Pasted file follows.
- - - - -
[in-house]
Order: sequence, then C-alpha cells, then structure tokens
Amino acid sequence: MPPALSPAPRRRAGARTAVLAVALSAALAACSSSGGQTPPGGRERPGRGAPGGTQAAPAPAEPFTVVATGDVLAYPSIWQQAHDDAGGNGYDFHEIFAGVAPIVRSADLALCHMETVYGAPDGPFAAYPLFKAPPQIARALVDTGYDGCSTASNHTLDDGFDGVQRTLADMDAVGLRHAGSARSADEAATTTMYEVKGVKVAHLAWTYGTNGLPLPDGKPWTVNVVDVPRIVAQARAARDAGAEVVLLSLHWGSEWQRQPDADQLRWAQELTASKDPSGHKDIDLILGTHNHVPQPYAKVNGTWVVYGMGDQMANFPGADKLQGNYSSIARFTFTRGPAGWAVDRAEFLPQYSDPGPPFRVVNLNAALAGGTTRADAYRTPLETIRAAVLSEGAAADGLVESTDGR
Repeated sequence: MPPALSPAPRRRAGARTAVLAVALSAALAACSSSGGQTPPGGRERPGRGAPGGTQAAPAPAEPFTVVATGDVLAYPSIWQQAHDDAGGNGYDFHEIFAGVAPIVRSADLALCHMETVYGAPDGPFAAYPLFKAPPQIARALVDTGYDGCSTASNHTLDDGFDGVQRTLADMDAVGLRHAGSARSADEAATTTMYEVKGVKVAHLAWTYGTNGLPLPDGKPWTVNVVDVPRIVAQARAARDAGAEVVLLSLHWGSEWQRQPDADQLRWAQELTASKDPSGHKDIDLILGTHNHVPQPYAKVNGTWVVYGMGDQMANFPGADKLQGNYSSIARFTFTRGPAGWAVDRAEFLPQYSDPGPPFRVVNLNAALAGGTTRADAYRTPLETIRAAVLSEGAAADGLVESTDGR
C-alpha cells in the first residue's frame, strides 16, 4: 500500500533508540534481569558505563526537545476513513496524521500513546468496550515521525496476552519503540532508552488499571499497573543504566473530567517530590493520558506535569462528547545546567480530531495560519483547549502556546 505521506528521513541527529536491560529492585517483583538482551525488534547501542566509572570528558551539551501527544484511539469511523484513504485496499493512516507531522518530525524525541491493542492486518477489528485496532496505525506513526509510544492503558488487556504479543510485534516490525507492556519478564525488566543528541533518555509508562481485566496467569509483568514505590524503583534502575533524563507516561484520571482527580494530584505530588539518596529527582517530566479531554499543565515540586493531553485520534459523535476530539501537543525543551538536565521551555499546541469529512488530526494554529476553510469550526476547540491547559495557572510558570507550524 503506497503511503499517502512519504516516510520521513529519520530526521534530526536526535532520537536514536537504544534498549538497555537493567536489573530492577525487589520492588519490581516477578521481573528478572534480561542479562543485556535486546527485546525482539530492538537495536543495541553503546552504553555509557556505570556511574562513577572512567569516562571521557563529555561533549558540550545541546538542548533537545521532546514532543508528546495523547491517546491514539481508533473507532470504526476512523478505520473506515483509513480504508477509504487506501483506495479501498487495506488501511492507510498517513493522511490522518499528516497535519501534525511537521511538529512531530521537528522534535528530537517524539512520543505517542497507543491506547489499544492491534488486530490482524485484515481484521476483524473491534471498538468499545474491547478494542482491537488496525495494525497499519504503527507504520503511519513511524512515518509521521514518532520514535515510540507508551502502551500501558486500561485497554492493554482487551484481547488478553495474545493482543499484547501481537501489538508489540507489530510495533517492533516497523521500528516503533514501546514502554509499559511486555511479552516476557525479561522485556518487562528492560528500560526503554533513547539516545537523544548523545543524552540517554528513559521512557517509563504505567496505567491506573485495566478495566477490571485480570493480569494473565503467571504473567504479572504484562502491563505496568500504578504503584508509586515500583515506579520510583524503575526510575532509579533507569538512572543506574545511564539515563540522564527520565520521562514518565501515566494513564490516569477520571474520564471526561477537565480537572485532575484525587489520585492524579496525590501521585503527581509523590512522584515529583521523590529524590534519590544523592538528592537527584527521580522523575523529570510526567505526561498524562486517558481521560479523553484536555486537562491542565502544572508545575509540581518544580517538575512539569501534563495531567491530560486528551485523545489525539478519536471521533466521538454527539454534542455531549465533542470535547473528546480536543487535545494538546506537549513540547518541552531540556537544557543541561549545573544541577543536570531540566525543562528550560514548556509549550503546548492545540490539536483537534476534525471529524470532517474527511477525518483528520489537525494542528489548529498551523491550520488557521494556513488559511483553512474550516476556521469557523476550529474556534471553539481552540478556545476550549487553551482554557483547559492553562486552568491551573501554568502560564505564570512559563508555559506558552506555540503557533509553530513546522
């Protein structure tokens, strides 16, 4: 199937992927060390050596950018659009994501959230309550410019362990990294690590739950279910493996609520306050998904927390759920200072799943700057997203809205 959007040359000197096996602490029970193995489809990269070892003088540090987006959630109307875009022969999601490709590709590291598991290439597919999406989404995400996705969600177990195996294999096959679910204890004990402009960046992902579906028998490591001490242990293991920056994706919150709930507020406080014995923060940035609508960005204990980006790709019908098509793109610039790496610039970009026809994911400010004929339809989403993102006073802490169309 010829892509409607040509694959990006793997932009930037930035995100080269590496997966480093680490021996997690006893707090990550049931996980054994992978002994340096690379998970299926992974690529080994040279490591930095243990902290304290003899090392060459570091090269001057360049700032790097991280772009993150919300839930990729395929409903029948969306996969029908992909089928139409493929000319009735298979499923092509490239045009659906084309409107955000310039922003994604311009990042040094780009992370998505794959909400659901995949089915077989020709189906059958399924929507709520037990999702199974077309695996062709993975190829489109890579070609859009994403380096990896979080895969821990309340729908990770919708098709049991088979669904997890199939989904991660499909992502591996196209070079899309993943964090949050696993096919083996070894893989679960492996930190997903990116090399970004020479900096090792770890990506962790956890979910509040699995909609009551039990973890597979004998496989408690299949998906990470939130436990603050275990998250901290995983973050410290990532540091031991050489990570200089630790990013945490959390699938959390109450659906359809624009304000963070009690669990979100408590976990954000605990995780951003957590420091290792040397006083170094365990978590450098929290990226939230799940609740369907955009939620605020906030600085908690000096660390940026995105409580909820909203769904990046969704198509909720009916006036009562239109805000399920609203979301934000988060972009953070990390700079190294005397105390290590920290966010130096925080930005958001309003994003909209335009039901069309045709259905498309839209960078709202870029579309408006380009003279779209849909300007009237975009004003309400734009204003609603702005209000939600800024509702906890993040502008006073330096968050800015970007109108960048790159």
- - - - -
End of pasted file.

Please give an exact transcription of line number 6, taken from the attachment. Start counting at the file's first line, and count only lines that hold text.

């Protein structure tokens, strides 16, 4: 199937992927060390050596950018659009994501959230309550410019362990990294690590739950279910493996609520306050998904927390759920200072799943700057997203809205 959007040359000197096996602490029970193995489809990269070892003088540090987006959630109307875009022969999601490709590709590291598991290439597919999406989404995400996705969600177990195996294999096959679910204890004990402009960046992902579906028998490591001490242990293991920056994706919150709930507020406080014995923060940035609508960005204990980006790709019908098509793109610039790496610039970009026809994911400010004929339809989403993102006073802490169309 010829892509409607040509694959990006793997932009930037930035995100080269590496997966480093680490021996997690006893707090990550049931996980054994992978002994340096690379998970299926992974690529080994040279490591930095243990902290304290003899090392060459570091090269001057360049700032790097991280772009993150919300839930990729395929409903029948969306996969029908992909089928139409493929000319009735298979499923092509490239045009659906084309409107955000310039922003994604311009990042040094780009992370998505794959909400659901995949089915077989020709189906059958399924929507709520037990999702199974077309695996062709993975190829489109890579070609859009994403380096990896979080895969821990309340729908990770919708098709049991088979669904997890199939989904991660499909992502591996196209070079899309993943964090949050696993096919083996070894893989679960492996930190997903990116090399970004020479900096090792770890990506962790956890979910509040699995909609009551039990973890597979004998496989408690299949998906990470939130436990603050275990998250901290995983973050410290990532540091031991050489990570200089630790990013945490959390699938959390109450659906359809624009304000963070009690669990979100408590976990954000605990995780951003957590420091290792040397006083170094365990978590450098929290990226939230799940609740369907955009939620605020906030600085908690000096660390940026995105409580909820909203769904990046969704198509909720009916006036009562239109805000399920609203979301934000988060972009953070990390700079190294005397105390290590920290966010130096925080930005958001309003994003909209335009039901069309045709259905498309839209960078709202870029579309408006380009003279779209849909300007009237975009004003309400734009204003609603702005209000939600800024509702906890993040502008006073330096968050800015970007109108960048790159």